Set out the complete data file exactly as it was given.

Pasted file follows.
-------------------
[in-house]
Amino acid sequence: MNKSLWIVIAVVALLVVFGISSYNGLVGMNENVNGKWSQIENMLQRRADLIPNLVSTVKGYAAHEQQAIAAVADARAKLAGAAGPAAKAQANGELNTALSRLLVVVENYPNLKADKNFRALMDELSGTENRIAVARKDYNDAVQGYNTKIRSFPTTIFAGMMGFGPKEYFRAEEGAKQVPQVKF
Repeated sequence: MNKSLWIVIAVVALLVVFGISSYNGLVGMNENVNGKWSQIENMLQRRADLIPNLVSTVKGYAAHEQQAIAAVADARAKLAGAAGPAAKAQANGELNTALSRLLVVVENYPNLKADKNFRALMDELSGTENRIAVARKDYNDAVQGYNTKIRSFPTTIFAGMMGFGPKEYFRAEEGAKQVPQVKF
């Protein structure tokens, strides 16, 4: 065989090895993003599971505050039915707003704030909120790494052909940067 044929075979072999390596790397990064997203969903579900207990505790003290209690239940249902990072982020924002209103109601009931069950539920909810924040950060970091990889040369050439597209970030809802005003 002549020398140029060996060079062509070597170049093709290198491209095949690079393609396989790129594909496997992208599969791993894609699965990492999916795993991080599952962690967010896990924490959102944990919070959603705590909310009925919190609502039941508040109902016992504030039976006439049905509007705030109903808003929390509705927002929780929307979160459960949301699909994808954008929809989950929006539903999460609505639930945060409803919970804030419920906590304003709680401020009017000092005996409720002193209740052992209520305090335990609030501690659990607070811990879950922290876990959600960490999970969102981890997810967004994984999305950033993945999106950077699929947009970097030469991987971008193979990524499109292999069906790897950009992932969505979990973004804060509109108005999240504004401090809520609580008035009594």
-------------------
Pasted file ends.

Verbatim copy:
[in-house]
Amino acid sequence: MNKSLWIVIAVVALLVVFGISSYNGLVGMNENVNGKWSQIENMLQRRADLIPNLVSTVKGYAAHEQQAIAAVADARAKLAGAAGPAAKAQANGELNTALSRLLVVVENYPNLKADKNFRALMDELSGTENRIAVARKDYNDAVQGYNTKIRSFPTTIFAGMMGFGPKEYFRAEEGAKQVPQVKF
Repeated sequence: MNKSLWIVIAVVALLVVFGISSYNGLVGMNENVNGKWSQIENMLQRRADLIPNLVSTVKGYAAHEQQAIAAVADARAKLAGAAGPAAKAQANGELNTALSRLLVVVENYPNLKADKNFRALMDELSGTENRIAVARKDYNDAVQGYNTKIRSFPTTIFAGMMGFGPKEYFRAEEGAKQVPQVKF
């Protein structure tokens, strides 16, 4: 065989090895993003599971505050039915707003704030909120790494052909940067 044929075979072999390596790397990064997203969903579900207990505790003290209690239940249902990072982020924002209103109601009931069950539920909810924040950060970091990889040369050439597209970030809802005003 002549020398140029060996060079062509070597170049093709290198491209095949690079393609396989790129594909496997992208599969791993894609699965990492999916795993991080599952962690967010896990924490959102944990919070959603705590909310009925919190609502039941508040109902016992504030039976006439049905509007705030109903808003929390509705927002929780929307979160459960949301699909994808954008929809989950929006539903999460609505639930945060409803919970804030419920906590304003709680401020009017000092005996409720002193209740052992209520305090335990609030501690659990607070811990879950922290876990959600960490999970969102981890997810967004994984999305950033993945999106950077699929947009970097030469991987971008193979990524499109292999069906790897950009992932969505979990973004804060509109108005999240504004401090809520609580008035009594």